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Exercise Physiology

There are primarily three energy systems in the human responsible for the production of fuel for your muscles. Learning about these energy systems gives you a more complete and overall picture of what is happening to your body when you exercise. This knowledge will also enable you to differentiate between different exercises to achieve a particular goal or maximize physiological adaptation.

A person's ability to perform an activity is based on the ability to gain required energy. Energy requirements may be short term or long term depending on the activity. Long-term performance, usually requires a great deal of energy from aerobic (meaning utilizing oxygen) sources. Those who train to enhance their endurance or cardiovascular system will train aerobically. In contrast, short-term performance requires its greatest energy from anaerobic sources (meaning without utilizing oxygen) and is thus referred to as anaerobic activity or training. There is a variety of different training modes for anaerobic exercise including everything from weight training to sprinting, all of which do not use oxygen as a limiting factor in performance.

ATP (adenosine triphosphate) serves as the energy currency for all cells, however, its quantity is limited. Thus, ATP must be continuously resynthesized to continuously supply energy for biological work. Although anaerobic and aerobic exercises ultimately provide the same resulting energy (ATP) to working muscles, their delivery and mechanisms vary greatly. Let us examine these energy systems more thoroughly.

There are two types of anaerobic energy sources, the phosphogen system and glycolysis. The phosphagen system provides ATP immediately to the muscle, so the energy needs of fast and powerful movement are met in the immediate area of the muscle's contractile machinery. This type of energy is vital for sports of very intense and short duration, such as sprinting, power lifting, wrestling, football, etc. The ATP generated lasts less than 10 seconds.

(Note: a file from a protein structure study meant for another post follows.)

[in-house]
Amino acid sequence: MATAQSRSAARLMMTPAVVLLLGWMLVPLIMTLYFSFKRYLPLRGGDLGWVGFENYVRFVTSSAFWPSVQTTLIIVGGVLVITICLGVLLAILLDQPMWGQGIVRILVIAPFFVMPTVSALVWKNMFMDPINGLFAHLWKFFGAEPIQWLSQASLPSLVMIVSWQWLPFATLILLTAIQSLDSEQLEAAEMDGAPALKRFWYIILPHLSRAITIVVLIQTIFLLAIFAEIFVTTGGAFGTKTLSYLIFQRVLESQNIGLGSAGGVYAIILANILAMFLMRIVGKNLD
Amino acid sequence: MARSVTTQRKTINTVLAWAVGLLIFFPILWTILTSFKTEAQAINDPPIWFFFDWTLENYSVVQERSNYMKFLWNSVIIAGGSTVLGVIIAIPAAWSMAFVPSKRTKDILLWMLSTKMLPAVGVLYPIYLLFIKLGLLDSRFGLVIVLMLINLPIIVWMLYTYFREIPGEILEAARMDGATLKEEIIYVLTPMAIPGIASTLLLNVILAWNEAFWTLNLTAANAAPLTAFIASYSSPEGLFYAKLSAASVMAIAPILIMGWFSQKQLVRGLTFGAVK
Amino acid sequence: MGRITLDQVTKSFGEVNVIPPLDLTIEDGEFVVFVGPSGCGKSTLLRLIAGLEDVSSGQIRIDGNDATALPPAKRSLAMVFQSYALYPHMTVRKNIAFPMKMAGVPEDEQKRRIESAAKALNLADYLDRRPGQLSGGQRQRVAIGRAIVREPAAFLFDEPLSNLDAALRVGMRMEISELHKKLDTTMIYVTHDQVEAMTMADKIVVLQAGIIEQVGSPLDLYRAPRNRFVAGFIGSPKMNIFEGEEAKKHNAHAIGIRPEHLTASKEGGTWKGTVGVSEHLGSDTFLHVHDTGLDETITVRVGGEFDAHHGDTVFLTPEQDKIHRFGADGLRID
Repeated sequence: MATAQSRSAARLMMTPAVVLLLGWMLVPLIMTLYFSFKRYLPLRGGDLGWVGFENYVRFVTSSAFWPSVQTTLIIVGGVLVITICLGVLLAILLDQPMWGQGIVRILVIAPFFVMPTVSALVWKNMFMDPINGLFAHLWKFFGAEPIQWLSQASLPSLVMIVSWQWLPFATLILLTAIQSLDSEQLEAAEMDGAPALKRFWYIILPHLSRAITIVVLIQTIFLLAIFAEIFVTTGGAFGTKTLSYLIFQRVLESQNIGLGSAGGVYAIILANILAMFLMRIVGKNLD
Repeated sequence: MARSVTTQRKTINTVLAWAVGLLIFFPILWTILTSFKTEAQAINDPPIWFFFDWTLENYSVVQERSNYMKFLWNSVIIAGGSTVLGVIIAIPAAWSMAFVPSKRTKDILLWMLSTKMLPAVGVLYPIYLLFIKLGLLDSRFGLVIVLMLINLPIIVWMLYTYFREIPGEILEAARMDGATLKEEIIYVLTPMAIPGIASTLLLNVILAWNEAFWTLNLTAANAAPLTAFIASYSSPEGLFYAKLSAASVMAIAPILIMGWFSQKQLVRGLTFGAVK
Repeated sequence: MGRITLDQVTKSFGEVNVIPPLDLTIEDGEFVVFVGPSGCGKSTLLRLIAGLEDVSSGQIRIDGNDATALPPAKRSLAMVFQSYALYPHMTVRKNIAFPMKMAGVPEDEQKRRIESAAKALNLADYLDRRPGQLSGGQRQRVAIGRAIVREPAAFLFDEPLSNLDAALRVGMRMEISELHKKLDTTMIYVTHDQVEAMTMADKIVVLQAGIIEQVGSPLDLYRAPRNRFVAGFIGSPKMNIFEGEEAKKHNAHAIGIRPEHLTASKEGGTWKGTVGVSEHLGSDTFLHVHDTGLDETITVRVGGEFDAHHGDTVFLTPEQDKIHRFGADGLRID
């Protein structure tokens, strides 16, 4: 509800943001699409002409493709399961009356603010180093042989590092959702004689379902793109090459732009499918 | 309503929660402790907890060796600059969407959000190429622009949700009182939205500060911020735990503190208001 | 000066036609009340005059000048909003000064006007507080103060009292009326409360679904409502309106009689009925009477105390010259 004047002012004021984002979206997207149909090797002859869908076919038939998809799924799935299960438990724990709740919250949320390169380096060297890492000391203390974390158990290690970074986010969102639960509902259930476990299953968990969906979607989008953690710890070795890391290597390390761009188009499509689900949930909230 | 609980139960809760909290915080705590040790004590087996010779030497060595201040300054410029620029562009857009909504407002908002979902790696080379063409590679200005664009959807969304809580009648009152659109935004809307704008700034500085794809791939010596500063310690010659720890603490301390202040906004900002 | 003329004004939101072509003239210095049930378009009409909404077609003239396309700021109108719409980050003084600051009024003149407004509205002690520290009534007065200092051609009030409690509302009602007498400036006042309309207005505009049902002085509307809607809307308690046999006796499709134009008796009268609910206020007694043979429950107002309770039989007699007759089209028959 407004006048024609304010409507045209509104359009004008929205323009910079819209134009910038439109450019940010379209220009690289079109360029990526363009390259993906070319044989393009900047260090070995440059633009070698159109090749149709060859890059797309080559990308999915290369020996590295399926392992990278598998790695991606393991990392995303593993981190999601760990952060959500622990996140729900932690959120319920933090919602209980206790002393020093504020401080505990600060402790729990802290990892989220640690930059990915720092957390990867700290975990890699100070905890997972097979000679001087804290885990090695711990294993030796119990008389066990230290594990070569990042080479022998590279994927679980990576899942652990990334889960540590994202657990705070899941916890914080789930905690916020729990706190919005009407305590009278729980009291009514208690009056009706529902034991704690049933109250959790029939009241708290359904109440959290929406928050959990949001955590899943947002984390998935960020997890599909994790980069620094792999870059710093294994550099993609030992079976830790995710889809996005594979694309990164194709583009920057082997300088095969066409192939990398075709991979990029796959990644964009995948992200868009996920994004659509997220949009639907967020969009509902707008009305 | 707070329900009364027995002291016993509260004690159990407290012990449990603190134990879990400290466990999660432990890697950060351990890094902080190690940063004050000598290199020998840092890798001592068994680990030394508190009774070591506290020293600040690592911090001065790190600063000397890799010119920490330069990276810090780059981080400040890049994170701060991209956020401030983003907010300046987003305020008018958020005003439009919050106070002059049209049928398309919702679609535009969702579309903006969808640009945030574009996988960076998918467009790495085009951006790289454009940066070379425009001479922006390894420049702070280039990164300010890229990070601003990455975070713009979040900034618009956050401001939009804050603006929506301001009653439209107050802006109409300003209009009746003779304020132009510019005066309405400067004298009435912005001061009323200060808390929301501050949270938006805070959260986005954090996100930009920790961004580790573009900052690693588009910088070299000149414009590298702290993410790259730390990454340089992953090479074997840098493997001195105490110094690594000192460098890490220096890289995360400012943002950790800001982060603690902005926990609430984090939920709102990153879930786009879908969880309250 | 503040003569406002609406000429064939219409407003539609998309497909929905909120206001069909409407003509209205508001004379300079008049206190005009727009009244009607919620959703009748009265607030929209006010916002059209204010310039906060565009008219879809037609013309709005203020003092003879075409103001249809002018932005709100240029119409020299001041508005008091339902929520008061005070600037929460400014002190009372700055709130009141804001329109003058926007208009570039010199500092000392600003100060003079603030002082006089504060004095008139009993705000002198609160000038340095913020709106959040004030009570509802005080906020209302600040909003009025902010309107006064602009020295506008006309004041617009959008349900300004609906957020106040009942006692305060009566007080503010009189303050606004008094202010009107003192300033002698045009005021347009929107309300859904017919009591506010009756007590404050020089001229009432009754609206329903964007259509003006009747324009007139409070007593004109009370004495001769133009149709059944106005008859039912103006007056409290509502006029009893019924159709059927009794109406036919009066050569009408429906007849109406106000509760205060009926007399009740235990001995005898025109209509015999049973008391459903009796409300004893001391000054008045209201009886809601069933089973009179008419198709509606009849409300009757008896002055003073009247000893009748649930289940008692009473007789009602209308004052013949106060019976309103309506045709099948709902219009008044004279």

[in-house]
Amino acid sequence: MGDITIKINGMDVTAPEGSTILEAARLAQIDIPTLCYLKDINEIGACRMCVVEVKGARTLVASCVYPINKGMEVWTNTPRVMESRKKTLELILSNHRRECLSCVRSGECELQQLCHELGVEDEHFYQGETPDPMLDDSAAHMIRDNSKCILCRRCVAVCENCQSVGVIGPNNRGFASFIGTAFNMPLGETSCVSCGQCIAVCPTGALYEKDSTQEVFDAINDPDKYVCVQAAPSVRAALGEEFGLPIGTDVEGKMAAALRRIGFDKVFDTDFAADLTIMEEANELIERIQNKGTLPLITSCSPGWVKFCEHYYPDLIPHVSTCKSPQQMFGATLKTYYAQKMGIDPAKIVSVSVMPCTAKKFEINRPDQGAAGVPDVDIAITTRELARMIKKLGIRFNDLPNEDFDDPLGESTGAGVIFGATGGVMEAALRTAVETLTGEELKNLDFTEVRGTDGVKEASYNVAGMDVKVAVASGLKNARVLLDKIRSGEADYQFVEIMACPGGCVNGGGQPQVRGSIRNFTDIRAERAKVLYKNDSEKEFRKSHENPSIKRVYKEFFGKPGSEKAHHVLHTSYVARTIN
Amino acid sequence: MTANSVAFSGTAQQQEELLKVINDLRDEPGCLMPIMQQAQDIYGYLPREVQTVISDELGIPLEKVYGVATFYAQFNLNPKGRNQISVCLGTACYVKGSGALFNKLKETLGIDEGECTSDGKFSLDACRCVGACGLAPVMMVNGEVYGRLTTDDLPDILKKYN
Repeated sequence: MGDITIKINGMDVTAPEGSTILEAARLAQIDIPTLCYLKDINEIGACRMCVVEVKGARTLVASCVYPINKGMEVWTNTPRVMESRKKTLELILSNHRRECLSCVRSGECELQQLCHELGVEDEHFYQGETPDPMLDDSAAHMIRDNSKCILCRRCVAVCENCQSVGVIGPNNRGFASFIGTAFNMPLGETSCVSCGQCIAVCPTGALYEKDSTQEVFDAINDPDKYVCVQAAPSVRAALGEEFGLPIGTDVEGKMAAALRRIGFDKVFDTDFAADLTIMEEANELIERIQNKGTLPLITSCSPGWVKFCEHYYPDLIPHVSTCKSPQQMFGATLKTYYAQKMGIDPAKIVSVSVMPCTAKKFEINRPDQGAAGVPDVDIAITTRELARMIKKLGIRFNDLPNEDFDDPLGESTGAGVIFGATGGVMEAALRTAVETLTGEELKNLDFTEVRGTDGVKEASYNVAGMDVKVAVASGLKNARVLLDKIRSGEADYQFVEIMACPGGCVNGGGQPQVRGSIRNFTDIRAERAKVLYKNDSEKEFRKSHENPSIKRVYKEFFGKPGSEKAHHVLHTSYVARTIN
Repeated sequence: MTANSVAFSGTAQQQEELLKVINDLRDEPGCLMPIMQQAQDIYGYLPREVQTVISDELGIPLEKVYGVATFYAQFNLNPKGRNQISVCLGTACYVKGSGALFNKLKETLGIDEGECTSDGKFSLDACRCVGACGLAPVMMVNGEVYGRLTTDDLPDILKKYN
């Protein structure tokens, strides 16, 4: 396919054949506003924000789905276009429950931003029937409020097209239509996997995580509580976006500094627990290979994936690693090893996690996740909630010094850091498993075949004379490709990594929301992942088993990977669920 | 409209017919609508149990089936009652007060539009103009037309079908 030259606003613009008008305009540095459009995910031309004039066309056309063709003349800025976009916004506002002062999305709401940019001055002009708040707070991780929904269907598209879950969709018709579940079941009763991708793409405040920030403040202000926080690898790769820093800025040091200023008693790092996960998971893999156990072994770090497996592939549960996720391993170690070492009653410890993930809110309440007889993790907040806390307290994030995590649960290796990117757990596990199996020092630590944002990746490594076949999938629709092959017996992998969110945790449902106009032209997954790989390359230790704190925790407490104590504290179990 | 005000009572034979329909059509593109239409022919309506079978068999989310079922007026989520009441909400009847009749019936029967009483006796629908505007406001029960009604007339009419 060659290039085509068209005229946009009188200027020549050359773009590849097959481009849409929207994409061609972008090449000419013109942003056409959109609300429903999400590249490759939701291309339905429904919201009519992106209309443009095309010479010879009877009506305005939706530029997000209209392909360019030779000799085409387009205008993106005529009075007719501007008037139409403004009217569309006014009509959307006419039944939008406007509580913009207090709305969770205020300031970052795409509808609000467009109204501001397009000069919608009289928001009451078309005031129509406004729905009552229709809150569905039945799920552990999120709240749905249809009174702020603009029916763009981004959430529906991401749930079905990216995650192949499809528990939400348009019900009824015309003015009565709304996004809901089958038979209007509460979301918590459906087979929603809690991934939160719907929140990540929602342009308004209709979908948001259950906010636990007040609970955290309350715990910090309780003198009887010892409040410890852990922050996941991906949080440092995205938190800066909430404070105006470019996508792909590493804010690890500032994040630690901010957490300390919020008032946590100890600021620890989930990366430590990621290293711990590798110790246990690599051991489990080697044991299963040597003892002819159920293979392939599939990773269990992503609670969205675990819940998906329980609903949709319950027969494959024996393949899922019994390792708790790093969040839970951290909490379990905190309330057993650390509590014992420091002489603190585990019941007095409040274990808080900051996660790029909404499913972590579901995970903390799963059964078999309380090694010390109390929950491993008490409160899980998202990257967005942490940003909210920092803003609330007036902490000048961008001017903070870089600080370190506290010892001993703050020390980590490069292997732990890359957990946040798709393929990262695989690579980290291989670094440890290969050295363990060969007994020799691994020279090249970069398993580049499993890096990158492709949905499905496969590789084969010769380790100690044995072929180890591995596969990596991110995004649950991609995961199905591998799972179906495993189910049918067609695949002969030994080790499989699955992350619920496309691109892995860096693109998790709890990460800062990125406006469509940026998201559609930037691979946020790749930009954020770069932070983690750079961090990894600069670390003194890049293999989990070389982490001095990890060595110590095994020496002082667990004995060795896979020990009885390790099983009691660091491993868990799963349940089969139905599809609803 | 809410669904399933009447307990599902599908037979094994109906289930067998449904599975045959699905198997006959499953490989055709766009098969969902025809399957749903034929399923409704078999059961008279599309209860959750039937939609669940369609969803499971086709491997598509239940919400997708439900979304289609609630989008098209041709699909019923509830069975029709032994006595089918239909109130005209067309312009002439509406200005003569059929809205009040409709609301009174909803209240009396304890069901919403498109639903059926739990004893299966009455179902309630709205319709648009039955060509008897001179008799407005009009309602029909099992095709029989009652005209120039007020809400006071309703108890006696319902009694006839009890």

Sprinters utilize the phosphagen system for 6-10 seconds for explosive energy and high power output producing more work in a shorter period of time.
Glycolysis is the breakdown of glucose to pyruvic acid and the conversion of this intermediate, in the absence of oxygen, to lactic acid. The primary food source of glucose for the body is carbohydrates. This reaction needed to break down the glucose creates a greater time delay in energy production compared to the phosphagen system. Sports such as boxing and basketball use a relatively high ratio the glycolytic system. After 20 to 30 seconds, the anaerobic contributions to delivery ATP decrease and aerobic pathways steadily increase.
Gymnasts typically rely heavily on anaerobic glycolysis for increased performance usually lasting less than 1 minute.
Aerobic or endurance training has a direct physiological adaptation associated with increased oxygen uptake and cardiac output. Metabolic changes include an elevated respiratory capacity, lower blood lactate leves, increased mitochondrial density and improved enzyme activity. Aerobic athletes are able to show progressive improvement in their abilities to extract and utilize oxygen. Aerobic training may also change and alter body composition by decreasing relative percentage body fat and has little or no significant effect on fat free mass.
Marathoners use the aerobic energy system to provide the maximum energy release over extend time periods.
For combinations of energy systems used in various sports, please review the following chart:




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